Back in the golden age of televangelists in the 1980s -- after Jimmy Carter's failed economic and global policies, I suppose we all wanted to believe in something -- the most successful TV preachers focused on selling "the afterlife". In other words, how good would your life be after writing that check or giving that credit card number to said Godly spokesman. Even though many of these efforts served as a wonderful comic foundation for Saturday Night Live, I think there's actually quite a bit we can learn from the more successful practitioners. After all, selling the afterlife is never easy (in religious terms, however, it's probably a bit less of a challenge than in a corporate setting). Brian Sommer, an old friend and colleague, loves to talk about selling the concept of the afterlife with software vendors and consultants. And I think he's right. But his thinking also matters just as much in a corporate setting as a software/solution sales one.
After all, selling the afterlife of supply chain programs can be essential to getting not just budget and approval for carrying out specific initiatives, but also getting other stakeholders and executives in the business bought into the need to make an investment successful. I liked what World Trade Magazine recently had to say on the subject in a recent article which notes that "to effectively sell the supply chain upward throughout the organization, managers need to sell the benefits of implementing supply chain improvements ... Winning the point, however, requires metrics to support the premise". For example, just as televangelists would show examples of those who were spontaneously healed just before soliciting donations from their TV audience, one "option is to propose initial projects maybe based upon case studies from similar companies or even from other industries".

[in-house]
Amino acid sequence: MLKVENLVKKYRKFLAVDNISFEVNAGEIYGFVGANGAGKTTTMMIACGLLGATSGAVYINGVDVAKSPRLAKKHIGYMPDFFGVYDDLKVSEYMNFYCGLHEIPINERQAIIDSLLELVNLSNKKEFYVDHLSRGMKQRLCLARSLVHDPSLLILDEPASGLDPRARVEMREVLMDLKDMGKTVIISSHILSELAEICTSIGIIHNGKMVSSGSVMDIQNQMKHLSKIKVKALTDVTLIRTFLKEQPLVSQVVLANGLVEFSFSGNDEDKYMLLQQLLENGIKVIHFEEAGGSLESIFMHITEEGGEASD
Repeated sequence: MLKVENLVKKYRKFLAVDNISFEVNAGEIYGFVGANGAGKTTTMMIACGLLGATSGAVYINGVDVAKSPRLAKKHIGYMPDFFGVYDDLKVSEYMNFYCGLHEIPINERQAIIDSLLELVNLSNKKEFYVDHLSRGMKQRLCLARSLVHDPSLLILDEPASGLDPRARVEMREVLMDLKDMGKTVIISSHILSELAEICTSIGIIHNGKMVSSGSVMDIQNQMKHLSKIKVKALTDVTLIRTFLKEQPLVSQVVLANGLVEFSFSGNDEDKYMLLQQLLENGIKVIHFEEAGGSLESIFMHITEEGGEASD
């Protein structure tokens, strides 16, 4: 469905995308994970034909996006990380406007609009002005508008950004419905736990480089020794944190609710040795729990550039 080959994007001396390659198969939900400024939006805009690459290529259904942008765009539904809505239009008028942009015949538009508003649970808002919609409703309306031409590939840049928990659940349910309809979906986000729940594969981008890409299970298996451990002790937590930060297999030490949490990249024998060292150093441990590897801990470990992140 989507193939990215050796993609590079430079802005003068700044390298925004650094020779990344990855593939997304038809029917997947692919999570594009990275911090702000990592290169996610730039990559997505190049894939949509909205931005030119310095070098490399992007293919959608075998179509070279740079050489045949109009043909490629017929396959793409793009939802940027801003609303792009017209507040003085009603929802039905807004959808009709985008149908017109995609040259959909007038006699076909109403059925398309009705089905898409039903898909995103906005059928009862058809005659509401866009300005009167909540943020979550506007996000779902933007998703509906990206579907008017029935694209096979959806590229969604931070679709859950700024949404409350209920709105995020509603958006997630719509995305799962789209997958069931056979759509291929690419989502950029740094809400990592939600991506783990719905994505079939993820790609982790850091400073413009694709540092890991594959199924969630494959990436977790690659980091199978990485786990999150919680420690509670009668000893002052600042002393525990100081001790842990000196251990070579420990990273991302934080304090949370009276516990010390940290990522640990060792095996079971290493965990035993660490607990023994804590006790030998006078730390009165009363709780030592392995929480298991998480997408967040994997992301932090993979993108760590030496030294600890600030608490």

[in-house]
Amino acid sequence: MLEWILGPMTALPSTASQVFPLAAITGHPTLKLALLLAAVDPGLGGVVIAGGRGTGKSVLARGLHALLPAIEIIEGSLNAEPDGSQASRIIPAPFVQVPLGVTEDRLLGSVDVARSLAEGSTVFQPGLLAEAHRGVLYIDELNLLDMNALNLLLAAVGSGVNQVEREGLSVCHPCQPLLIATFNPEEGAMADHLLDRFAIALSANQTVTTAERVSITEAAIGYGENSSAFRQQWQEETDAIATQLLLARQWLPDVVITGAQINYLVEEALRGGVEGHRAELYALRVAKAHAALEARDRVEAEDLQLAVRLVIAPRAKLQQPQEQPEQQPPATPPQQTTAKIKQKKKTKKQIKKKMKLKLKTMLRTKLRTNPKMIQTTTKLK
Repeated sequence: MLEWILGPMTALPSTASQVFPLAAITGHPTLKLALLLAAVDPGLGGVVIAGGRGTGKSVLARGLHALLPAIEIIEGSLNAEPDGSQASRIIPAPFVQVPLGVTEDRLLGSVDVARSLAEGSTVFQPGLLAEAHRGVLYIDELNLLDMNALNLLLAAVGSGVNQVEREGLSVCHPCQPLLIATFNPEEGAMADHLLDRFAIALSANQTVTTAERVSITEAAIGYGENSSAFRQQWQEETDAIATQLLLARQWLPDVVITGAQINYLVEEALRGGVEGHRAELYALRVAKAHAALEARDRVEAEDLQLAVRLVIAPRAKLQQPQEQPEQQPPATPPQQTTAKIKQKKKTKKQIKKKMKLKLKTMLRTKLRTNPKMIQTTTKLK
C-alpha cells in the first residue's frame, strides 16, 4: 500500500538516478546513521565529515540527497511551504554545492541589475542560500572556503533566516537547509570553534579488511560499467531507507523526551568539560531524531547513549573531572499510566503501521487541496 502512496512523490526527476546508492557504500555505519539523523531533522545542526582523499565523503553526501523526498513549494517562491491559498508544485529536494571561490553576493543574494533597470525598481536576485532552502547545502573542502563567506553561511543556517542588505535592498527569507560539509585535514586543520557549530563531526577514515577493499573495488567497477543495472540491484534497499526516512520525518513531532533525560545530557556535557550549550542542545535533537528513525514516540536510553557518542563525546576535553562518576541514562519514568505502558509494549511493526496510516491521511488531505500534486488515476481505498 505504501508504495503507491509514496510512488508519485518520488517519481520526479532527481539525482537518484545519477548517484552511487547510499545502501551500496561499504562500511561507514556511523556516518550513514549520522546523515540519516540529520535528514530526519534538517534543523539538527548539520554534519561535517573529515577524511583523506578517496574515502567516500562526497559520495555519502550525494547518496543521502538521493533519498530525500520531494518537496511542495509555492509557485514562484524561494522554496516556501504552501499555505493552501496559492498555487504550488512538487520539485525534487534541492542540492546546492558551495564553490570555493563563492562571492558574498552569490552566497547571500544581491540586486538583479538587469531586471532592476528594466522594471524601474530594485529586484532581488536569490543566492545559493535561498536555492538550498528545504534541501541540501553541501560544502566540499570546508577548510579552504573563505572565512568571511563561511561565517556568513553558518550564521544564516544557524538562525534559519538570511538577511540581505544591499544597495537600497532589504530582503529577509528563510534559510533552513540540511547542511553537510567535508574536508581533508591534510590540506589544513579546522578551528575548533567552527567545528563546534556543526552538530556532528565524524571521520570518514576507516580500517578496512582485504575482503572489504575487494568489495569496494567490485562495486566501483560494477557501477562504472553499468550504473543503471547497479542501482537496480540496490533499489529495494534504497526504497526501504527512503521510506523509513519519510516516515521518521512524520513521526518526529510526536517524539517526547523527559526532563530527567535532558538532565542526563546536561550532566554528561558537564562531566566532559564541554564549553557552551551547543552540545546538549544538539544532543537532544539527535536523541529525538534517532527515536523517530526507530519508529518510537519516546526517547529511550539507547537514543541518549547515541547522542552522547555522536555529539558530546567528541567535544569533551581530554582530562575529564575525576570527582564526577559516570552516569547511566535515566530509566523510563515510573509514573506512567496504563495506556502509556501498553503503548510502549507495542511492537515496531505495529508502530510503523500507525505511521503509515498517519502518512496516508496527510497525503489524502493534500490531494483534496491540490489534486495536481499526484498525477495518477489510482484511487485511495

Selling the afterlife is never easy. But it helps to be a convincing salesman (or saleswomen). In fact, some of the best supply chain and procurement practitioners I've met over the years are equally at home running a P&L (including revenue responsibility) as overseeing a company's spending, logistics and warehousing. Knowing what it feels like to sit at the other half of the table -- especially when you're actively engaged in selling an idea, a philosophy, versus making a concrete promise -- is key to positioning the afterlife effectively. Now don't get me started on the benefits of having a Tammy Faye by your side in addition, but it suffices to say that that can help as well. Metaphorically, of course ...